If one sees the proteins rising to the surface during cooking, it is a sign that the meat is cooking and further cooking will just dry out the fish. 
     
  6. cmayna

    cmayna Master of the Pit OTBS Member SMF Premier Member

    "I will rinse at 8 hour mark, cut into serving portions & put on racks in fridge for 8 - 12 hours"   

    Whoa!  Why not cut into serving portions before you brine?  Otherwise you are exposing pieces of fish to the smoker which not all of their surfaces have been exposed to the brine.  What size are these serving surfaces?
     
  7. fpmich

    fpmich Smoking Fanatic

    cmayna, the guy in the video also used a big chief to smoke his.

    Wouldn't being in salt/sugar dry cure mix for 8 - 8 1/2 hours, have penetrated ALL of the meat evenly?  I left it in fridge another eight hours after rinsing and patting dry, but the cure should still be penetrating the meat wouldn't it?  I assumed it would, but... as we all know assuming something, is not always the best idea.  Just the quickest one.  LOL 

    If there is a reason not to do it this way, then I will change my method.  I'm here to learn.

    brayhaven,

    I did rinse it before drying, but the guy in the vid said he doesn't.  He just squeegees it off with his hand.  I was afraid of it being too sweet, so I rinsed this time.
    SuperDave, I'm not entirely understanding your post.  Smoking at these temps will produce salmon to last several days when 40-45* cool.

    If your talking about backpacking/camping or something, that you want to it last a long time, then you would want it a lot more salty to preserve it at ambient temps for a few days.  Same for jerky.  Saltier/drier will last much longer then.

    As for air drying with moving air.  I believe I mentioned I would put it under a fan if needed.  And it was.  3 hours worth.

    I like quick smoked salmon, but I consider it dinner, rather than a snack to pull out when you feel like.

    ________________________________________

    Now about those other questions?

    1.  That guys claim to leave it in dry mix bring from 8 hours to 3-5 days, if something prevents you from smoking?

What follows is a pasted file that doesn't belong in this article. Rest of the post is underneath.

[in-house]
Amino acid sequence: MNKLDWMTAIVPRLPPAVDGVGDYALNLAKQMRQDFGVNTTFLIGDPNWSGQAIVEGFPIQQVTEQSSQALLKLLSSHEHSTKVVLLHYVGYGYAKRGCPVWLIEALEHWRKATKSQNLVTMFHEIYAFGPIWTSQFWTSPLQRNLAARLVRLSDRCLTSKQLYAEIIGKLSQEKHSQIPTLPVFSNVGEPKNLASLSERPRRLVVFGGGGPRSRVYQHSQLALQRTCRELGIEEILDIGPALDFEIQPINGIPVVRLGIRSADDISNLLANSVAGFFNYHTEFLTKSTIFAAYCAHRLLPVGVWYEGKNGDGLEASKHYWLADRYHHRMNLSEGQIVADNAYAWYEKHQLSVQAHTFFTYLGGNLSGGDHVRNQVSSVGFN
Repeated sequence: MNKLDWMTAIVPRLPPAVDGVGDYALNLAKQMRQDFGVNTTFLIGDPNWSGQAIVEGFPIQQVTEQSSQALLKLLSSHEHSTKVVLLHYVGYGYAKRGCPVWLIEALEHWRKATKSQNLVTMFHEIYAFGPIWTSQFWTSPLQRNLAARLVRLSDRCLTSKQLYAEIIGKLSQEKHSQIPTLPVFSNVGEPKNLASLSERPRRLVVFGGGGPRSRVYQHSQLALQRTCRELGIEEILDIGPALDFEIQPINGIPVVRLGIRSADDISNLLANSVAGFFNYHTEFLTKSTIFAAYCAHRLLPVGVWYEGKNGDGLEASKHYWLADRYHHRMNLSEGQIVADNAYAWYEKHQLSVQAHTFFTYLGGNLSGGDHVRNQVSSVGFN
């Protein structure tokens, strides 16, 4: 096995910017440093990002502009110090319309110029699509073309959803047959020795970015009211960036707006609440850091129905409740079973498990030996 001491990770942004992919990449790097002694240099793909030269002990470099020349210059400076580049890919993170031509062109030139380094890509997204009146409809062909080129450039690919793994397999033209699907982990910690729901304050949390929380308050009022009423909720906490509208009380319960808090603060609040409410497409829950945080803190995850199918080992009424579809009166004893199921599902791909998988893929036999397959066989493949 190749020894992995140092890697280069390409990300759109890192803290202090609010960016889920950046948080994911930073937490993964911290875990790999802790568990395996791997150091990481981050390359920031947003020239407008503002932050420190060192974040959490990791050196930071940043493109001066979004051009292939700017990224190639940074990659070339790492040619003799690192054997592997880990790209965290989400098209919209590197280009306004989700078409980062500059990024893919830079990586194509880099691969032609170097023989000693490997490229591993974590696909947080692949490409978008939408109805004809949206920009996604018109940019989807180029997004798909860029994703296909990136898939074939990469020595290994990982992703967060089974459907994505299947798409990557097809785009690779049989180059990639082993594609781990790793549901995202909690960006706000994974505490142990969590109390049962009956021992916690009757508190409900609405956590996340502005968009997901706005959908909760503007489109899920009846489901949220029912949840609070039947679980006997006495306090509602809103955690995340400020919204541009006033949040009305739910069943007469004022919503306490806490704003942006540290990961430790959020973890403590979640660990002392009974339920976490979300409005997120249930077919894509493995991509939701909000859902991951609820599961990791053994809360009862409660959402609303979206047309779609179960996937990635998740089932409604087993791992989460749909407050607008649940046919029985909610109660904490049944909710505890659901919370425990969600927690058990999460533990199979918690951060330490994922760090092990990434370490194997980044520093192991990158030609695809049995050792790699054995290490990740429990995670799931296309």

2.  Using wet brine ONLY on fresh, non-frozen fish?

    3.  And how the heck do keep from getting such a hard pellicle? 

    I've done it low to med high temps, like yesterday, and I've done it at higher temps all the way though.  I've used water pans and no water pans.  I still get a very hard pellicle.  What's the secret?

    I'm beginning to think that it is just such a large chamber that turns the pellicle too hard for me.  May have to move to a smaller smoker for my fish.  Bear in mind that I'm using an offset smoker.

    Any help is appreciated.
     
  8. fpmich

    fpmich Smoking Fanatic

    I'll post how I did my smoke today.   It may give you some info on what I may have done wrong or right.

    Dry brined 4 to 1 sugar to salt for 8 1/2 hours.

    Rinsed, patted dry, placed on racks in fridge for another 8 1/2 hrs.

    Air dried with fan on high for 3 hrs.

    Placed in cold smoker @ 72* with AMNPS for 15 minutes while I lit 5 good sized lump charcoal and added them after 15 minutes.

    Temp rose to 90*

    1/2 hr later added another 5 lit coal lumps.  Temp rose to 100*

    1/2 hrs later added 4 lit coals and a 2x3x3 piece of pre-burned cherry wood.  Removed AMNPS.

    1/2 hr later temp @ 160*  probed for for IT.  IT was at 91*  Added small chunk of pre-burned apple wood.

    1/2 hr temp was @ 165*  IT @ 108*

    1/2 hr @ 160*  IT @ 112*   Added 1/2 chimney of lit lump coal

    15 min @ 190*  IT @ 115*  Added 1/4 cimney of lit coals.

    1/2 hr @ 216*  IT @ 142*  Pulled fish.

    No breaks in pellicle, and no white ooze on top of any of them.  Even though I had not removed pin bones this time.

    ______________

    Hope this helps you figure out how to help me with pellicle.  Tried a smaller piece and flesh was moist and tender.  Pellicle hard.
     
    Last edited: Oct 28, 2014
  9. wade

    wade Master of the Pit OTBS Member SMF Premier Member

    I smoke a lot of salmon and whether it is fresh or frozen I prefer to use a dry cure. I find that the results is a lot less salty. The brining process I use also does not take as long as shown the video - I leave it for 2-3 hours and the fish firms up nicely without becoming too firm.

    Dill, fennel, tarragon and fennel seeds (preferably fresh) all work well and impart a nice subtle flavour. I usually finely chop it and mix it in with the cure before adding the fish. The longer you leave the fish in the cure the more flavour it will absorb - however it will also become increasingly more salty (up to a point). Depending on the thickness of the fillet I find that 2-3 hours in the dry brine a cool place is about right.

    In my opinion even 8 hours in the brine is way too long. I don't think I would be able to eat it if it was left in for 3-4 days!